Infamous Pirates > Flying Gang > Anne Bonny

Anne Bonny

Golden Age of Piracy - Chapter Decoration


Anne Bonny (8 March 1702 – ??) was an infamous female pirate and crew mate of 'Calico' Jack Rackham and Mary Read. Born Anne Cormac in Kinsale County Cork, Ireland. She was the illegitimate daughter of a servant and her employer, a lawyer named William Cormac. Most records of Bonny's early life are sparse with most of the information being available through Captain Charles Johnson's primary source document A General History of Robberies and Murders of the Most Notorious Pirates (1724). She is known to have fiery red hair and a temper to match. It was rumored Bonny always had a temper growing up and at age thirteen stabbed a servant girl with a table knife.

Anne Bonny - Anne Bonny (A General History of Pyrates 1724)

Anne Bonny - A General History of Pyrates (1724)

Anne Bonny moved to the New World very early in her life with the rest of her family. Shortly upon arriving in America her mother died and her father failed in his attempts to find work as an attorney. Eventually her father joined a merchant business and became much more wealthy. Eventually she married a poor sailor and small time pirate named James Bonny. At this point Anne had been disowned by her father and she could do nothing to win an estate. Between 1714 and 1718 Anne and James moved to the pirate haven of Nassau. When governor Woodes Rogers issued the 1718 Kings Pardon, both Bonny's took the pardon and James became an informant for Rogers.

Anne Bonny - Anne Bonny and Mary Read (A General History of Pyrates 1724)

Anne Bonny & Mary Read - A General History of Pyrates (1724)

While in Nassau, Bonny met 'Calico' Jack Rackham and began an affair. The two sailed off together, even having a child in Cuba by the name of Cunningham. Bonny rejoined Jack and divorced her husband and married Rackham while at sea. Bonny and Rackham continued to pirate together throughout the Caribbean. While pirating around the Caribbean they encountered and recruited Mary Read and the love triangle drama the followed.

Anne Bonny - Woodes Rogers Proclamation Document

Woodes Rogers Proclamation Document

Bonny was known to be exceptionally good in combat and did not even disguise herself aboard the Revenge. She earned the respect of her shipmates and everyone knew who she really was the entire time. She was even posted in Woodes Rogers proclamation along with Mary Read.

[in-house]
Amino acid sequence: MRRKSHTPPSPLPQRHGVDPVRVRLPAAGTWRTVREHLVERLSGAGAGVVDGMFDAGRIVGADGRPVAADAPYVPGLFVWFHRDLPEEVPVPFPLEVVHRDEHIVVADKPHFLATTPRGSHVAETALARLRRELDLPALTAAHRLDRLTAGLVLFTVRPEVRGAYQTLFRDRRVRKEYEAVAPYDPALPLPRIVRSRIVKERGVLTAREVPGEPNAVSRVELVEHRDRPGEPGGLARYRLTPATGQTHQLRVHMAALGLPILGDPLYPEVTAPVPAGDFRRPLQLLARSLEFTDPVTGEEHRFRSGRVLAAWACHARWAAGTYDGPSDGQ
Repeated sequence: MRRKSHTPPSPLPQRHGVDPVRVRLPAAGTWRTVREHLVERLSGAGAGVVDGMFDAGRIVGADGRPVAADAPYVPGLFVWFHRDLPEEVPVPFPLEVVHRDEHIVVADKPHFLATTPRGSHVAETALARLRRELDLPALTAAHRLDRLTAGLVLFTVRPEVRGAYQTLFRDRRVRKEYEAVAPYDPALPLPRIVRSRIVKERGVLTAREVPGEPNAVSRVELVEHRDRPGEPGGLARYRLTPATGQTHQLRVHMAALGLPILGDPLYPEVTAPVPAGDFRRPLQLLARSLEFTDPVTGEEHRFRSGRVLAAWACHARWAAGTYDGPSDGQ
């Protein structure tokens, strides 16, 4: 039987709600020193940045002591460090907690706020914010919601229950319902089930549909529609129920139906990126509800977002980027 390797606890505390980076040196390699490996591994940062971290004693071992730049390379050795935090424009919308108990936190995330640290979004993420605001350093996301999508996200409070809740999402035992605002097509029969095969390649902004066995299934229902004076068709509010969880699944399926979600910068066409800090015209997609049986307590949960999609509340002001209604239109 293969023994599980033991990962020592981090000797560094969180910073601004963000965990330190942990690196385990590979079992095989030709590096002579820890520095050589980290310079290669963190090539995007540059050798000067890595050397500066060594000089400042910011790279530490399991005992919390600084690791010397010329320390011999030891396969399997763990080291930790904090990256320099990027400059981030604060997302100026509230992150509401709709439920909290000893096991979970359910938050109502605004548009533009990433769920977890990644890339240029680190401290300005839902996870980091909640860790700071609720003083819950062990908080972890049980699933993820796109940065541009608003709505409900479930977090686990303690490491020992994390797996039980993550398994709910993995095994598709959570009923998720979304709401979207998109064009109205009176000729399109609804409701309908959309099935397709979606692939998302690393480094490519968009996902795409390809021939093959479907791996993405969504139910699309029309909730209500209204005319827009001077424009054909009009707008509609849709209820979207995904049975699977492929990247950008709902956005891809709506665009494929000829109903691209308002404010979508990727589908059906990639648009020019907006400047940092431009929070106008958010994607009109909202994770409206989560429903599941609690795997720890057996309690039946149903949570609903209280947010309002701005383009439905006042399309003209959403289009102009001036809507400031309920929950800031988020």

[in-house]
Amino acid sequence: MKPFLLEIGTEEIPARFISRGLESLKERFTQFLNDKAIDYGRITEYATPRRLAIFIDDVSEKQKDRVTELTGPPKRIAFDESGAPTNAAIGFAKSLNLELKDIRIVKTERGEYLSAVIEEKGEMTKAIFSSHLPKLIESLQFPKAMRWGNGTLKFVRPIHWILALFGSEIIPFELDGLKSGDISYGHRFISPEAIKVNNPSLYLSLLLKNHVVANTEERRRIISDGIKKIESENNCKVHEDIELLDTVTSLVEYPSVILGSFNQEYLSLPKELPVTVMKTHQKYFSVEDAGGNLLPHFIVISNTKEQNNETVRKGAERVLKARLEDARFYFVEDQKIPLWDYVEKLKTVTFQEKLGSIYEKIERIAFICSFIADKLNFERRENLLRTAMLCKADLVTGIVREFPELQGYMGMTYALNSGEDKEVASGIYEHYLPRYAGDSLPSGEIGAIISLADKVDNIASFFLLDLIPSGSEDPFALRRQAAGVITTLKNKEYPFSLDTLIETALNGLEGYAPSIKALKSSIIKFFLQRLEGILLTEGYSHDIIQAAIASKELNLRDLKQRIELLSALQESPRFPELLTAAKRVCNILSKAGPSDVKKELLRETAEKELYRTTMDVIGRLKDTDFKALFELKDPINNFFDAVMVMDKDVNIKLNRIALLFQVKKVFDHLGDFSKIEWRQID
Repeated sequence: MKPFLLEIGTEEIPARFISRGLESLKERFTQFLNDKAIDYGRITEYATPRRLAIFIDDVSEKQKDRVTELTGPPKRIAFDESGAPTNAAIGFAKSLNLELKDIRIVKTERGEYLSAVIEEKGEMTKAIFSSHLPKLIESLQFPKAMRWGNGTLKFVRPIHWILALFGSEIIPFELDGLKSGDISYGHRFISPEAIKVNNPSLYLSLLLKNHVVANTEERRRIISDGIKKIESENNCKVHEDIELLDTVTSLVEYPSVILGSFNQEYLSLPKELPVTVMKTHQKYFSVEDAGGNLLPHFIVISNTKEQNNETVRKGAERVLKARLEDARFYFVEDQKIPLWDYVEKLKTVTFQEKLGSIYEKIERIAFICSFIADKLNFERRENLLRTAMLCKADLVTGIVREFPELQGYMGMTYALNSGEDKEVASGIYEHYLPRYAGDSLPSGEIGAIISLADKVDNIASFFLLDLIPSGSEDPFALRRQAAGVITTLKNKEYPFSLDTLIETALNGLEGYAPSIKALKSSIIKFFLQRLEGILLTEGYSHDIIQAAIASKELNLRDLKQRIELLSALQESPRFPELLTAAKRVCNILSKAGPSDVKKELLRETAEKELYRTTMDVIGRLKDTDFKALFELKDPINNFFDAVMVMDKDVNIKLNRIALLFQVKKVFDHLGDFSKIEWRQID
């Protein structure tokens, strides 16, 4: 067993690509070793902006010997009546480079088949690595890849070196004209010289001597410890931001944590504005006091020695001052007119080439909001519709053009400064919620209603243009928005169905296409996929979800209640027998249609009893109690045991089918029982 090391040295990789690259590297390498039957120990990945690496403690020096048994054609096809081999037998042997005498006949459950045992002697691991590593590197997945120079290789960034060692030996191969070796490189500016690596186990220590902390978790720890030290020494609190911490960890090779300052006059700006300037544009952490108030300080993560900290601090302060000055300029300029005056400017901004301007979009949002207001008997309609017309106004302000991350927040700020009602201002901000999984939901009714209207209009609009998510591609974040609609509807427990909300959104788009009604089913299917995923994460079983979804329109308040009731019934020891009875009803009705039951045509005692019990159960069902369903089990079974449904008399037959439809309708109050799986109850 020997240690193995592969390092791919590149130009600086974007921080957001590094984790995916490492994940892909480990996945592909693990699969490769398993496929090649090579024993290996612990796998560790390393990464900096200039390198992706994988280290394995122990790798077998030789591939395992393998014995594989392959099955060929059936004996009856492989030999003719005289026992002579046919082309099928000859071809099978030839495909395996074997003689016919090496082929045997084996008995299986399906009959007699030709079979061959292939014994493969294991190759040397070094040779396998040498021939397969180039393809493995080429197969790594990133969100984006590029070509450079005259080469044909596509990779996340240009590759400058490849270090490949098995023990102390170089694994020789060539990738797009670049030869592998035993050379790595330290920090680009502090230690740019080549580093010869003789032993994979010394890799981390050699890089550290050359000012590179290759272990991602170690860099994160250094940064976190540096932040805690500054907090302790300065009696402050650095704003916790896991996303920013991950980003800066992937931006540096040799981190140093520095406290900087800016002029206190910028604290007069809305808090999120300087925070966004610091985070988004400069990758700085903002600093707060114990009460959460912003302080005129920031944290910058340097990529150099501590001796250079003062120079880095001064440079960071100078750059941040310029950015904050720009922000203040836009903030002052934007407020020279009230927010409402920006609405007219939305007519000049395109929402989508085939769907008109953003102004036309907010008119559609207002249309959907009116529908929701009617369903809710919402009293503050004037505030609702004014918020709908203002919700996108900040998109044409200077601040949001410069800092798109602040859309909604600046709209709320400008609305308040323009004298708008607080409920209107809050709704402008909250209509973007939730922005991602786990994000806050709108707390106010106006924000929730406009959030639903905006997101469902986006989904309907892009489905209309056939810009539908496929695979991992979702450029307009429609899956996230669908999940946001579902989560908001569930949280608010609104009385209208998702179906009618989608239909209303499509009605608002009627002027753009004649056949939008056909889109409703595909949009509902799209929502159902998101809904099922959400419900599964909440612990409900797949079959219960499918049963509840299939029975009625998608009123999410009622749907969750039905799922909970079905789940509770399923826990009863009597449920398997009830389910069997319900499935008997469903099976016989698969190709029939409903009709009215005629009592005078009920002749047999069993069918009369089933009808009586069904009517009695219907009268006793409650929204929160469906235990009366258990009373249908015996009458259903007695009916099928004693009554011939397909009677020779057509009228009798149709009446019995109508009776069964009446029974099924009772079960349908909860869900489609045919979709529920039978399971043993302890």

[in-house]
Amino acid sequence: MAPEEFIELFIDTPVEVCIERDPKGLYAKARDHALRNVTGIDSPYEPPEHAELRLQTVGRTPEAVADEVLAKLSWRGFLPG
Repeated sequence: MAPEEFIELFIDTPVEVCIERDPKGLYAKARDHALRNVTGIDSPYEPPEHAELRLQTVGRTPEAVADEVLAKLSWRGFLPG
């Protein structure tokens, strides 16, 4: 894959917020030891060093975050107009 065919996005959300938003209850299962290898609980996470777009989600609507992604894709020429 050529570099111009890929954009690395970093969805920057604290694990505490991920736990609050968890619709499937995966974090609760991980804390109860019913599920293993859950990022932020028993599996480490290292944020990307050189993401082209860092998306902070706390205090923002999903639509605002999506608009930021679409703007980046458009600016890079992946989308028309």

Anne Bonny - Jamaica Map (1728)

Jamaica Map (1728)

Bonny, Rackham and Read did most of their pirating off the coast of British Jamaica, raiding small fishing vessels and the like. They captured many smaller ships that brought him to be at least on the list of wealthiest pirates, despite being one of the last ones.

Capture & Fate

In October of 1720, Bonny was captured along with Mary Read and Rackham when the sloop, the Kings Ship captained by pirate hunter Jonathan Barnet under commission from the Governor of Jamaica. Rackham and the crew were drunk and possibly asleep at the time and Bonny and Read were the only ones left to fight off the boarding party.

Bonny, Rackham and Read along with the rest of the crew were taken to Jamaica to be tried. They were found guilty of piracy and sentenced to hang. According to Captain Charles Johnson, Bonny's last words to Rackham were:

"Sorry to see you there, but if you'd fought like a man, you would not have been hang'd like a Dog."

- A General History of Pyrates (1724)

However, before Bonny and Read could be executed they both revealed to be pregnant and "plead the belly" meaning they were asking for mercy due to their condition. Both Read and Bonny were granted a stay of execution until they gave birth, the rule under English Common Law.

Pirates of the Spanish Main - Anne Bonny (1888)

Anne Bonny - Pirates of the Spanish Main (1888)

The eventual fate of Anne Bonny is unknown. There is no recorded instance of her release or execution and it has been speculated her wealthy father helped get her release. She may have also escaped from prison and even resumed a life of piracy under a new identity. No one will ever know what became of Anne Bonny and her second child. She may have continued pirating or who knows.

The Flying Gang


Primary Sources

Johnson, C. (1724). A General History of the Pyrates (2nd Edition, Volume I). London, Great Britain: T. Warner.

Johnson, C. (1724). General History of the Pyrates (2nd Edition Volume I) - Chapter VII, Of Captain Rackham and his Crew. London, Great Britain: T. Warner.

Secondary Sources

Ellms, C. (1837). The Pirates Own Book, or, Authentic Narratives of the Lives, Exploits and Executions of the Most Celebrated Sea Robbers. Maine: Sanborn & Carter.

Stockton, F. (1867) Buccaneers and Pirates of Our Coasts. New York: Grosset and Dunlap (Macmillan).